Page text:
38. BoomerFive says:

    @Git Em SteveDave has a new Lego set: Dude, read my response. I never said he didn’t get an epi. I was simply saying providing an alternative of what MIGHT have happened in response to another post.

  39. @BoomerFive: I was responding to your comment where you said: Who said he didn’t have an epi pen with him? He easily could have and been affected so quickly he couldn’t use it

  40. moore850 says:

    @Jubilance22: Definitely, this is a classic case of involuntary manslaughter, which generally is legally defined as “an improper use of reasonable care or skill while performing a legal act”, i.e. serving the wrong dish to a patron who is deathly allergic to ingredients in the wrong dish. It’s the same in principal as accidentally backing a forklift into oncoming traffic and flattening some guy’s car… an unintentional but nonetheless deadly mistake.

  41. apotheosis says:

    @Hobz:
    Well, maybe he thought it was chicken garnished with rich chickeny lumps of chicken.

  42. WampaLord says:

    Awful tragedy, but while the fault lies with Ruby Tuesday’s, I think this has to be chalked up to “accidents happen.” Happens at doctor’s office and pharmacies too, to err is human.

  43. ucdcsteve says:

    Sad story, obviously. What I’d like to know is whether the restaurant is liable for cross contamination or if the small print on the menus (something along the lines of “might contain shellfish or peanut products”) might in some way absolve them? What if the order had been correct (chicken), but had a small cross-contamination of shellfish from the prep area? Are restaurants required to isolate preparation of all potential food allergies? That seems impossible. Just curious if anyone speaks the legal language of this case.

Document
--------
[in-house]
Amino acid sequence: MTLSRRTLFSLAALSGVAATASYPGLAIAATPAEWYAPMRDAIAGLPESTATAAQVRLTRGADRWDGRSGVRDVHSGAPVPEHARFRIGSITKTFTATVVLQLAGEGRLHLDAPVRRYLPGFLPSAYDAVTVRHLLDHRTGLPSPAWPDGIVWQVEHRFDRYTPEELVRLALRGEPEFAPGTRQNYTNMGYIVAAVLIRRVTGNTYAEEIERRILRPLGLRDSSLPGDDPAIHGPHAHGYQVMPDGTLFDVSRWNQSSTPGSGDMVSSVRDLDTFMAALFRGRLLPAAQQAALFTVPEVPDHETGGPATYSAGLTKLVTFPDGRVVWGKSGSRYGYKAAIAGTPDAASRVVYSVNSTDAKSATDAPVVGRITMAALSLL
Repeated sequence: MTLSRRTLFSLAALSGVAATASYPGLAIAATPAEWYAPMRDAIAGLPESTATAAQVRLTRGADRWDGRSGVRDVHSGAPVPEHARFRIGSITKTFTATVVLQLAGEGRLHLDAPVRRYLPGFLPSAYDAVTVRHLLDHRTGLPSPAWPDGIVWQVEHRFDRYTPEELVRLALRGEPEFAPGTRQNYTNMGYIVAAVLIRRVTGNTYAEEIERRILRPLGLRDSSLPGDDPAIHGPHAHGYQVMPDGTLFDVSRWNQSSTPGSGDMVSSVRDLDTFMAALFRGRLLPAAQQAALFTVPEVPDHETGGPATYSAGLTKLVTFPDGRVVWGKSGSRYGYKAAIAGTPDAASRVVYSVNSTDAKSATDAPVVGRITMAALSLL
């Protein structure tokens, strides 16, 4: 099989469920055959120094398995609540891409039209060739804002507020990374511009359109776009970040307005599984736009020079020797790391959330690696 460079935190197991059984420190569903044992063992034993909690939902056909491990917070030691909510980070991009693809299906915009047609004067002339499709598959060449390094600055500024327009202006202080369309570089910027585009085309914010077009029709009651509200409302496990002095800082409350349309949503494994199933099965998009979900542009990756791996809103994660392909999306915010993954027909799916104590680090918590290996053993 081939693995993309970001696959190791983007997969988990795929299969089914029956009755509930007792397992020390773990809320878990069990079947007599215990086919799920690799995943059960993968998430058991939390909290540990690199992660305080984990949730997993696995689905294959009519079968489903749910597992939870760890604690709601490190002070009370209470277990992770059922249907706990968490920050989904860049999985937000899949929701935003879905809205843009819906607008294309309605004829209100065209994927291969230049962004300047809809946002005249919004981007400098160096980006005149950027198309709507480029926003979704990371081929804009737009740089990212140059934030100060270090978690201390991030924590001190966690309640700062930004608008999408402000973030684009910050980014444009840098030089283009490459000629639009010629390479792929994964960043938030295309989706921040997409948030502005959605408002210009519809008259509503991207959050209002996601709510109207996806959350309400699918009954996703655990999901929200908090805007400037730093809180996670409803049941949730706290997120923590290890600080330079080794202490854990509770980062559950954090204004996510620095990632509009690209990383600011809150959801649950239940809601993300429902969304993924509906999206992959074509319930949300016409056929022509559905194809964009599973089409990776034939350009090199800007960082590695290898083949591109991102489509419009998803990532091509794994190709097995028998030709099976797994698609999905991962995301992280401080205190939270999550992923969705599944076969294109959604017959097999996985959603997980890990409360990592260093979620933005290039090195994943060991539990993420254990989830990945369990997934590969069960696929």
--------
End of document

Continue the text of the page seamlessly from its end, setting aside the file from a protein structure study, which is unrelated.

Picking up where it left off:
Regardless, I would hope some sort of compensation would be offered and the family will be provided for in a way far beyond free meals at Ruby Tuesdays.

  44. RagingBoehner says:

    @Jubilance22: My brother has a life-threatening allergy to peanuts, and carries an Epi-pen. I’ve also worked as a server before. I tried to be as consciensious as possible, but people make mistakes.

    You can sue a server right into bankruptcy but they probably don’t have much money to begin with and I’m not sure what that will accomplish. Ultimately, you can’t trust anyone but your own instincts with these things.

    The best way to approach it from a consumer standpoint, assuming you know ahead of time about the severity of the allergy — is to make the server clear that if it’s not done right you risk death. It gets their attention. Plus, if they don’t know about ingredients, it’s unlikely that they’d be willing to risk that.

    But suing them? I guess you could. But restaurants get busy and people forget orders. It happens. If someone were to serve you regular coffee by mistake does that make him liable for a lawsuit too? Lord knows the coffee got mixed up more than anything else. I usually just served people decaf either way because that’s all that was handy.